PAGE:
Close ‘Encounter’ of the second kind: Desert Encounter doubles up in Pattison Canadian International

Desert Encounter, who trailed through much of Saturday’s 1 ½-mile Pattison Canadian International, found a seam in deep stretch under Andrea Atzeni and recorded his second straight score in the Grade 1, $800,000 turf race for 3-year-olds and upward. 

“The plan was to jump slow and he probably jumped a stride slower than I would have liked,” said Atzeni, who was riding Desert Encounter for the first time since their success here last year. “But it’s a mile and a half, it’s a long way, it’s a small field. So we were never panicking. The plan was always to sit last and come through them. So I wasn’t too worried about it.

“He’s a good horse, he likes it here. He loves the ground. And, I think he’s actually a better horse than he was last year.”

Ziyad, the even-money French invader, set a measured pace of :26.31 for the quarter and :52.26 for the half ,while holding a one-length lead over Woodbine-based Pumpkin Rumble.

Pivoine, from England, and Kentucky shipper Nessy stalked in third and fourth, respectively, with German raider Alounak and Desert Encounter racing within striking distance.

The order remained unchanged through three-quarters in 1:16.93, but the field had begun to tighten up as they reached the mile in 1:41.23 and both Desert Encounter and Alounak were beginning to zone in with a quarter of a mile to run.

“Coming into the straight, obviously, I had options,” said Atzeni. “I could have gone around them but I decided to go inside. I thought the French horse (Ziyad) was the one to beat and I tracked him up through the straight and picked him up very nicely. He was the best horse in the race.”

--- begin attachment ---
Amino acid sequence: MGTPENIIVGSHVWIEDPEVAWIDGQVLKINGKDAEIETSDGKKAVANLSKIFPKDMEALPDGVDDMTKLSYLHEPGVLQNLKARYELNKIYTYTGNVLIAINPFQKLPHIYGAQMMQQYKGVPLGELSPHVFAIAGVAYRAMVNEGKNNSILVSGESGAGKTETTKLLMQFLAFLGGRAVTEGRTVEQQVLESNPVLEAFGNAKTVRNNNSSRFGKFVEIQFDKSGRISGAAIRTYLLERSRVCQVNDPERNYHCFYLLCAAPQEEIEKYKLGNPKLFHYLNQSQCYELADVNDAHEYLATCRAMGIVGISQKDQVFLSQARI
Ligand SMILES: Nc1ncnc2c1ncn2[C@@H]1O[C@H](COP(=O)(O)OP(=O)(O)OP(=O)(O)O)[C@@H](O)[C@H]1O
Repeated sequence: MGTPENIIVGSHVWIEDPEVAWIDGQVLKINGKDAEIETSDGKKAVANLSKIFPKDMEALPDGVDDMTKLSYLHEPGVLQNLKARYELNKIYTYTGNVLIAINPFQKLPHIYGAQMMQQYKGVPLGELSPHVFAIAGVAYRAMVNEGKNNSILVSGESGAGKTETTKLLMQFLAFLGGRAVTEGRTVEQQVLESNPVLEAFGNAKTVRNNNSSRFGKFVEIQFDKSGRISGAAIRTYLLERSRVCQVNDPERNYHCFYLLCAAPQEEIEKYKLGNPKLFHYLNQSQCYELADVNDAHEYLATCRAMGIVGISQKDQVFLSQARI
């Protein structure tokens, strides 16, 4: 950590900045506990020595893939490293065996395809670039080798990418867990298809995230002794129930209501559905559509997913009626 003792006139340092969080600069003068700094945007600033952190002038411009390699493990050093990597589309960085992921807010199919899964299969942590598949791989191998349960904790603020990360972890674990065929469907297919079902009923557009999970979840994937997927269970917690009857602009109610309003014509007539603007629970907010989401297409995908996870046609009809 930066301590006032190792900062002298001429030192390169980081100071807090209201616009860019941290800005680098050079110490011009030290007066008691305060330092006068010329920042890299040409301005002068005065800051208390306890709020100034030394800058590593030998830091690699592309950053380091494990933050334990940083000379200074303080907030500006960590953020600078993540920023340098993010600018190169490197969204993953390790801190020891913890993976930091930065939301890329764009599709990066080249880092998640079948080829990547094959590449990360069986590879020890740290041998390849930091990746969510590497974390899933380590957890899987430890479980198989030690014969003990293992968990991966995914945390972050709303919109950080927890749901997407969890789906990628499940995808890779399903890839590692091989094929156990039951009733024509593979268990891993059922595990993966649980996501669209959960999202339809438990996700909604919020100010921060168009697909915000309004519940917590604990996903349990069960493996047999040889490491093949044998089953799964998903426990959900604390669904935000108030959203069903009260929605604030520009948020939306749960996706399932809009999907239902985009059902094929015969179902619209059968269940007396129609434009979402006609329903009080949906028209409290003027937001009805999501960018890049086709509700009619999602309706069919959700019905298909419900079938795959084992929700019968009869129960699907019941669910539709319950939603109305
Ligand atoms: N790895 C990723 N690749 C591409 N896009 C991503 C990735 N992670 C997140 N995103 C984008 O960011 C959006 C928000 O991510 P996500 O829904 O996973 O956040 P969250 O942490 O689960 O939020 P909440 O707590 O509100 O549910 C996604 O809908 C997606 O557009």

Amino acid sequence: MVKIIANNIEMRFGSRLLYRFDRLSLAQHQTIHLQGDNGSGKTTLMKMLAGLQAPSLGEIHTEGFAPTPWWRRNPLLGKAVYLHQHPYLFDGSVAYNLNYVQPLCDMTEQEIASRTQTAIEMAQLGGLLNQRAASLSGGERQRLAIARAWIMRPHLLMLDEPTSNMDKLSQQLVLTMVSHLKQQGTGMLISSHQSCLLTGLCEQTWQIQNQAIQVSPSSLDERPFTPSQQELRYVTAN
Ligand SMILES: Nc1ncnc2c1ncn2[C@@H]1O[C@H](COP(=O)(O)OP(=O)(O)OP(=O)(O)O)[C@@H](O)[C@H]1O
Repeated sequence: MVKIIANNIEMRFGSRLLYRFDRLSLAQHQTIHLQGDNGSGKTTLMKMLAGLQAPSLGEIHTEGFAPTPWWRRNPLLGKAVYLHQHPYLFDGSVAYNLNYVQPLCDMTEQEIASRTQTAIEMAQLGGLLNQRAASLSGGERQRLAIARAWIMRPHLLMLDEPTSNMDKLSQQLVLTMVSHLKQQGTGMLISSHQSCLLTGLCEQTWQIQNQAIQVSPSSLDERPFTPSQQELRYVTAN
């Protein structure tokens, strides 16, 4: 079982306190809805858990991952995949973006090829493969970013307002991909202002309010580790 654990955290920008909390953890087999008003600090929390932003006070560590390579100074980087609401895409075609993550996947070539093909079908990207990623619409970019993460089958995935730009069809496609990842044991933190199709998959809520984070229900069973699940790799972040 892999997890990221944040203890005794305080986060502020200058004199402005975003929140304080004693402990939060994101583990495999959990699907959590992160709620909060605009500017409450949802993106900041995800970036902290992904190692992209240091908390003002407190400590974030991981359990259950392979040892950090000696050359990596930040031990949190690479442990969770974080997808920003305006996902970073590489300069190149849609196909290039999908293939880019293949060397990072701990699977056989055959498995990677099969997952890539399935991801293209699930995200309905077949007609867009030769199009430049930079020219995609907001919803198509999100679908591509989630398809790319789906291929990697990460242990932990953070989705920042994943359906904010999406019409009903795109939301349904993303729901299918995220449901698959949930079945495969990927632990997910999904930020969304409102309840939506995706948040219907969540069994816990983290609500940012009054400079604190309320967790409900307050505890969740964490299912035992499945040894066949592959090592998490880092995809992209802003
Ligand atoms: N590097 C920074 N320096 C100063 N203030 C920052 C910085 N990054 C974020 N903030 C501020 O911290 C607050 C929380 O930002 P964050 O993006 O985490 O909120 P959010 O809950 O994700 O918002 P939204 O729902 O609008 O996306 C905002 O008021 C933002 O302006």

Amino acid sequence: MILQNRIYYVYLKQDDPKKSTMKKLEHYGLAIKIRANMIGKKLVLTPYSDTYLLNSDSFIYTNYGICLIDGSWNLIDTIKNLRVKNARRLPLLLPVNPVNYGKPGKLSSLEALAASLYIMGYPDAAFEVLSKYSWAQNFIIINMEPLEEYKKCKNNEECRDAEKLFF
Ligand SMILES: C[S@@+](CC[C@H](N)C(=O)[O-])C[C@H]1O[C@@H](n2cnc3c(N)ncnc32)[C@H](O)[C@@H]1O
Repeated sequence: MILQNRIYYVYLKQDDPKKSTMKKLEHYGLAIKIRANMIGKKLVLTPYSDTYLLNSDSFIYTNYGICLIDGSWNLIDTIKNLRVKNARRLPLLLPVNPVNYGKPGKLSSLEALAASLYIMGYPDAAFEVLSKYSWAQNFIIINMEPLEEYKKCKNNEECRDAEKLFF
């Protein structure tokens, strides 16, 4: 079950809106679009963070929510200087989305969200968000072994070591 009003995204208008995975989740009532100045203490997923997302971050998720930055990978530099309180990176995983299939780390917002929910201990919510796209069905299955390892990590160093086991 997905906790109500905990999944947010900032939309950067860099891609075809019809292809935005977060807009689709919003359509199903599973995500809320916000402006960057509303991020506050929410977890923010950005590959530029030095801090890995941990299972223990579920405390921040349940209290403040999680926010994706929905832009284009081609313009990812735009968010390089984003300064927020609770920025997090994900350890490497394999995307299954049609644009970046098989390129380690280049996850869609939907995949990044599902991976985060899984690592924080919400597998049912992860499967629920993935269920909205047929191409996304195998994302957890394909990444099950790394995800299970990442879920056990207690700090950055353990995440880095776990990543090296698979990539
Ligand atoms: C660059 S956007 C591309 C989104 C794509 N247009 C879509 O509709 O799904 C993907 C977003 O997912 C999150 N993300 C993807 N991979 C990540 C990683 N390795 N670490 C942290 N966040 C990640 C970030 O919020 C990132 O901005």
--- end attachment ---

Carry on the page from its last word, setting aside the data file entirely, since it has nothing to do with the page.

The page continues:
Desert Encounter and jockey Andrea Atzeni in the $800,000 Pattison Canadian International, Michael Burns Photo

In high gear at the eighth pole, Desert Encounter was too hot to handle in the closing stages, winning by a half-length, as Alounak battled on gamely to hold second money by a neck as Ziyad gave way grudgingly to finish third.Pivoine, yet another neck in arrears, ran well to nail down fourth money with Pumpkin Rumble and Nessy completing the order of finish. 

The final time on “good” turf was 2:28.62.

For Alounak, who is conditioned by Waldemar Hickst, the Canadian International represented a career-best effort.

“First of all, we are very happy,” said Holger Faust, racing manager for owner Darius Racing. 

“We expected to come for good prize money and that worked out. “He didn’t break that good because we actually wanted to be more with the front. We wanted to be in the second position behind Ziyad because we knew Ziyad would try to make it post to post. That plan didn’t work out, so the jockey took ‘Plan B’ and we are happy with the result.

“To be honest, I was always looking with one eye on our horse and one eye on Desert Encounter because I really expected Desert Encounter to be very strong and I had the feeling – because I do know my horse – that he would catch Ziyad. But I saw that Desert Encounter was traveling a little bit better in the straight so that’s why I was fighting for the second place.”

Desert Encounter, owned by Abdullah Al Mansoori, came into this year’s Canadian International off three consecutive Group 3 wins in England.

“Jamie Spencer (on for the past three starts, all wins), unfortunately, couldn’t ride him today, so I was lucky enough to get back on him,” said Atzeni. “He’s been winning in England, but dropping back to last. I spoke to David (Simcock) before the race, and he was very keen for me to get the horse to relax.”

The Irish-bred seven-year-old gelding follows Joshua Tree (2012-2013) and George Royal (1965-1966) as Canadian International repeaters.Philip Robinson, racing manager for owner Abdulla Al Mansoori, left the door open for Desert Encounter to return next year and attempt to join Joshua Tree, who also won the race in 2012,  as the only three-time International winners.

"It would be lovely," he said. "I dare say if he's still a happy horse like he is now, for sure, he'll be back. He enjoys it here, why not?